Who are you going to be...the person you are meant to be...or the person your father is telling you to be?
That's the choice Garvey has before him. Garvey is a round guy who loves to eat. He hears every name in the book because of it. At dinner his own sister, Angela, says to him, "Leave us some little piggy." Doesn't she know that he bleeds every time he hears a cut like that one?
Garvey loves to read. Garvey loves to invent things and fly to other worlds through his vivid imagination. He and his best friend Joe practice chess together, eat roast chicken and peach cobbler together, and tell each other knock knock jokes. They see who each other is inside and they are true and loyal friends.
Garvey, Sweet Chunk to his sister, is not living up to his father's expectations. Football or basketball is his language of male bonding. He constantly prods Garvey to play, to practice, to go out for a pass. He can't see Garvey or maybe he doesn't want to. Garvey lives a life of constantly disappointing this man whose opinion means the world.
Told in tanta, an ancient poetry form from Japan, each chapter is a group of poems consisting of five lines. The first line has five syallables, the second line has seven syllables, the third line has five syllables and the fourth and fifth lines each have seven syllables.
This book reads in the blink of an eye but Garvey's hurts become our own. We feel the rejection and we feel what it's like to be bullied at school for how you look. We see beyond the roundness into the shards of glass that cut into Garvey every day and send him in search of a safe place where he doesn't have to feel the pain.
Thank goodness for good friends. Thank goodness for the courage to take a risk. Thank goodness for the hope that life can change.
Deeply empathetic, fast-paced, dearly felt story of a boy anyone would love if they simply took a moment to see beyond the score on the scale. In a time when we need to be reminded to stand in someone else's shoes, to understand that there are reasons people act the way they act and that we all have the option of choosing to become our best selves in how we treat others and ourselves, this is a sparkling jewel.
108 pages Ages 10-14 978-1629797404
Recommended by: Barb Langridge, abookandahug.com
“...My father would lift me high
And dance with my mother and me
Spin me around ‘till I fell asleep
Then up the stairs he would carry me
And I knew for sure
I was loved”
--Luther Vandross, “Dance With My Father”
“The Luther is ‘a house-made brioche donut, glazed in maple-chicken a jus and topped with warm pieces of oven-baked pecans. While that sounds like a meal already, the brioche is cut in half and stuffed with a piece of buttermilk fried chicken and wedges of applewood smoked bacon.’
“...Legend has it that Luther Vandross, the wonderfully soulful R&B singer, created the original sandwich. That might explain some of his health problems that included diabetes and high blood pressure, both linked to bad diet and being overweight. Vandross died in 2005, at the young age of 54, of a heart attack.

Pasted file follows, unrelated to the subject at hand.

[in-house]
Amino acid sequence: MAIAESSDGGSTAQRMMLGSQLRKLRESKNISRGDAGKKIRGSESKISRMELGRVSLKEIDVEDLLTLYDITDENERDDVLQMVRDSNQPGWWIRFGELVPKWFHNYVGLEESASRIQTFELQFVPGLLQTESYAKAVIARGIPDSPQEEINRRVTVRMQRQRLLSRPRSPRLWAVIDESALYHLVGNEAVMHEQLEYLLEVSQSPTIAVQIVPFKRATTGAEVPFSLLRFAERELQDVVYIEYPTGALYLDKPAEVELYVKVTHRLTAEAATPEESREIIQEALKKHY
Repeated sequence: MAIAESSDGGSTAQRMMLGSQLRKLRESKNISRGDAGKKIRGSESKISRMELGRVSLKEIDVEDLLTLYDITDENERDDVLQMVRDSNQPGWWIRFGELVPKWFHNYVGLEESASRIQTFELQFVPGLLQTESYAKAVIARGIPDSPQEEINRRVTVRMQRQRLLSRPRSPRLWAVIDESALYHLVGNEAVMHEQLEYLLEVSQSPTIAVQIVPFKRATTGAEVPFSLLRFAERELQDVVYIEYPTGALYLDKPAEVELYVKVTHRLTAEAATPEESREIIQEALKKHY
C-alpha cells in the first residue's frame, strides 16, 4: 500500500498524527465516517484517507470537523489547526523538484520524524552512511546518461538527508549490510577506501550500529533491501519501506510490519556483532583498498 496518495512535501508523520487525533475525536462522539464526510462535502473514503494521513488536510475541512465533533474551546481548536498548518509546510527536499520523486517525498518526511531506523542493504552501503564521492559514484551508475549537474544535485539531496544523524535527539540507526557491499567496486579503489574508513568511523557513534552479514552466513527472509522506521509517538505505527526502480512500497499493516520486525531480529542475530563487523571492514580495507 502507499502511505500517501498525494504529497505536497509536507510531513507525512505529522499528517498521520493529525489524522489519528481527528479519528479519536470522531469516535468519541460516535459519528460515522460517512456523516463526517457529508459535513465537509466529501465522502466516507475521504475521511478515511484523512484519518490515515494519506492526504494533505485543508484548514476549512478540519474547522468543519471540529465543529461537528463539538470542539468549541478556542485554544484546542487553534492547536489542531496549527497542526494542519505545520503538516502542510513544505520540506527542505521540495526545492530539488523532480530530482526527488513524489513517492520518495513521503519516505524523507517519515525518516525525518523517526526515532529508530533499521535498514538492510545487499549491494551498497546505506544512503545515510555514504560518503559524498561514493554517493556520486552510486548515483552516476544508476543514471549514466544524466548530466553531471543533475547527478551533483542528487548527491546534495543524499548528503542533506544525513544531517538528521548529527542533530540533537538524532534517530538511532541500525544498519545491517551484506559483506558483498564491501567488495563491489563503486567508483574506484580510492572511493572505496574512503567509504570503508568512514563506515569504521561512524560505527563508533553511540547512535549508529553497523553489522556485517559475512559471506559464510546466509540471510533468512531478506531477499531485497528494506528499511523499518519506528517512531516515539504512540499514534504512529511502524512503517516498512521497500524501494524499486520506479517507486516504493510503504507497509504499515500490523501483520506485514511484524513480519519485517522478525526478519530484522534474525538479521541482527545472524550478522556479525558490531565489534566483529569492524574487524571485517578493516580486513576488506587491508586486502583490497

“Do you really want to eat a sandwich named after the man it killed?”
-- Davalos McCormick, “The Sandwich that Killed Luther Vandross” (2011)
TOO SOON GOOD-BYE
Luther died before
I knew his music, his name.
It’s the why of it
makes me want to punch a wall.
He shouldn’t have died at all.
News stories agree.
What did him in was his weight,
all that yo-yoing,
up and down, losing, gaining.
His heart just couldn’t take it.
I did the right thing,
giving up crash dieting.
Maybe it’s better
to eat less, jog with Joe, go
slow so I can stick around.
An engaging verse novel for middle grade readers employing the tanka poetic format, GARVEY’S CHOICE features an overweight boy who seeks to discover his own voice as he struggles with body issues and his father’s disapproval.
Garvey is named for black nationalist Marcus Garvey. He’s into reading, astronomy, and chess, activities that don’t involve a lot of running and coordination. He fears that his sports-loving father sees him as an alien. He’s picked on at school for being overweight. His best friend is Joe.
Joe caught me dancing
in first grade, during recess,
out back by the slide,
alone--or so I thought, till
Joe showed up and joined right in.
Seems funny now, ‘cause
there was no music playing
and neither of us
minded or needed any.
We were our own melody.
We went back to class,
each waiting for the other
to spill his secret
for a laugh. But we didn’t.
That’s how we knew we’d be friends.
Thanks to Joe and another good friend, Garvey finds the confidence to try out for concert choir, and his success with singing helps him strive toward healthier management of his weight problem.
GARVEY’S CHOICE is a feel-good story. Garvey’s newfound talent leads to healthy self-confidence and an improved personal relationship with his father.
This is an important story because of Garvey’s weight problem. For years, experts in public health have warned that the U.S. is suffering catastrophic health crises due to widespread obesity and the related epidemic of Type II diabetes. Diets that include too much soda, junk food, and processed food combine with sedentary lifestyles. The result, according to the CDC, is that one in three American children and adolescents are overweight or obese, and over one-third of American adults are obese and at risk of dying prematurely. Therefore, it’s great to see this issue as part of the story.
For some, GARVEY’S CHOICE will be a quick and easy read. It’s approachable, short, and there is a lot of white space. For others, those who enjoy a memorable turn-of-phrase and who like to poke around in the stitching and see how an author weaves words into a poetic pattern, this is a tasty treat to savor.
Richie Partington, MLIS, California USA